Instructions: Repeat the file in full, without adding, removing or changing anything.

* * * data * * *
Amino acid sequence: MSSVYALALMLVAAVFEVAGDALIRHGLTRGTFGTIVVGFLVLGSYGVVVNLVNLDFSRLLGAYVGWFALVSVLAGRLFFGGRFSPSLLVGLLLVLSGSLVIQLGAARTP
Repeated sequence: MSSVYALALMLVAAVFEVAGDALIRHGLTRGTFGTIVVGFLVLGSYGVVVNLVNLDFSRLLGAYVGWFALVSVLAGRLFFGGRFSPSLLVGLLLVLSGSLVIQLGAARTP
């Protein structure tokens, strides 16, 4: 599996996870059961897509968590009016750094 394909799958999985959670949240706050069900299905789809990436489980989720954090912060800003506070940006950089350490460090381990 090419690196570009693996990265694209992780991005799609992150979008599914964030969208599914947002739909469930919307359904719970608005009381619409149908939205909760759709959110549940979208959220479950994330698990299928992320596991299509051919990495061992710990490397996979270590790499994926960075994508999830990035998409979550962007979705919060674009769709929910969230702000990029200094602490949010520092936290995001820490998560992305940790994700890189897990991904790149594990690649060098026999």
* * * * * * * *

Amino acid sequence: MSSVYALALMLVAAVFEVAGDALIRHGLTRGTFGTIVVGFLVLGSYGVVVNLVNLDFSRLLGAYVGWFALVSVLAGRLFFGGRFSPSLLVGLLLVLSGSLVIQLGAARTP
Repeated sequence: MSSVYALALMLVAAVFEVAGDALIRHGLTRGTFGTIVVGFLVLGSYGVVVNLVNLDFSRLLGAYVGWFALVSVLAGRLFFGGRFSPSLLVGLLLVLSGSLVIQLGAARTP
């Protein structure tokens, strides 16, 4: 599996996870059961897509968590009016750094 394909799958999985959670949240706050069900299905789809990436489980989720954090912060800003506070940006950089350490460090381990 090419690196570009693996990265694209992780991005799609992150979008599914964030969208599914947002739909469930919307359904719970608005009381619409149908939205909760759709959110549940979208959220479950994330698990299928992320596991299509051919990495061992710990490397996979270590790499994926960075994508999830990035998409979550962007979705919060674009769709929910969230702000990029200094602490949010520092936290995001820490998560992305940790994700890189897990991904790149594990690649060098026999």